Awareness of European Otolaryngologists and General Practitioners Toward Laryngopharyngeal Reflux

Jerome R. Lechien, Francois Mouawad, Geoffrey Mortuaire, Marc Remacle, Francois Bobin, Kathy Huet, Andrea Nacci, Maria Rosaria Barillari, Lise Crevier-Buchman, Stéphane Hans, Camille Finck, Lee M Akst, Petros D. Karkos

Research output: Contribution to journalArticlepeer-review

Abstract

Objectives: To investigate the current trends in management of laryngopharyngeal reflux (LPR) among young European otolaryngologists and general practitioners (GP). Methods: An international survey was sent to European general practitioners and all otolaryngologists under 45 years old from the 2017 IFOS meeting. This survey was conducted by the LPR Study Group of YO-IFOS (Young Otolaryngologists of the International Federation of Otolaryngological Societies). Results: Among the 2500 attendees, 230 European otolaryngologists (response rate = 9%) completed the survey; an additional 70 GPs also completed the survey. GPs did not differentiate between gastroeosophageal reflux disease (GERD) and LPR, overstating GERD-related symptoms (ie, heartburn and regurgitations) in LPR clinical presentation and relying on gastrointestinal endoscopy for LPR diagnosis. Otolaryngologists also believe that GERD-related symptoms are prevalent in LPR. Knowledge of nonacid and mixed LPR and use of multichannel intraluminal impedance-pH monitoring are still limited in both groups. A therapeutic dichotomy exists between groups: GPs mainly use a 4-week once daily empiric proton pump inhibitors (PPIs) trial, while otolaryngologists use PPIs twice daily for a longer therapeutic period ranging from 8 to 12 weeks. More than 50% of GPs and otolaryngologists believe that they are not adequately knowledgeable and skilled about LPR. Conclusion: The majority of GPs and otolaryngologists do not believe themselves to be sufficiently informed about LPR, leading to different practice patterns and grey areas. The elaboration of international recommendations in the management of reflux is needed to improve practices.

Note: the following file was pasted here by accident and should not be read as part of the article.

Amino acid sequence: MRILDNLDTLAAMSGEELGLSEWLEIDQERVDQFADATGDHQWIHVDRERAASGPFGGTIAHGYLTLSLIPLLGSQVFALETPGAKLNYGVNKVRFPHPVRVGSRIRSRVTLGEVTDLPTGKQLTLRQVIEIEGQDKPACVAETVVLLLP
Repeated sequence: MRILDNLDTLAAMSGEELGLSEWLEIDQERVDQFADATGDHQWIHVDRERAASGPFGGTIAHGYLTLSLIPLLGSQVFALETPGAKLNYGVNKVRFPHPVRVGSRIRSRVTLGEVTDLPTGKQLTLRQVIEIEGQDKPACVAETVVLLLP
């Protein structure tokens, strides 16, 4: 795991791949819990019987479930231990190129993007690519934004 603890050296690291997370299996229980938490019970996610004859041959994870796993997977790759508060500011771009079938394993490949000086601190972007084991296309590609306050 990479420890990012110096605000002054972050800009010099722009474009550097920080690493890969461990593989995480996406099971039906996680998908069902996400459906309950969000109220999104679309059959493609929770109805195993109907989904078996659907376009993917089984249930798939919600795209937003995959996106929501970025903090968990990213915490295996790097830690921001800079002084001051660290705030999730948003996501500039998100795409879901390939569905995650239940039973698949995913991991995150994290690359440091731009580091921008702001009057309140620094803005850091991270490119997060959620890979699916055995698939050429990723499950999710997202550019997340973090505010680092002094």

Original languageEnglish (US)
JournalAnnals of Otology, Rhinology and Laryngology
DOIs
StatePublished - Jan 1 2019

Keywords

  • awareness
  • laryngitis
  • laryngopharyngeal
  • practice
  • reflux
  • trend

ASJC Scopus subject areas

  • Otorhinolaryngology

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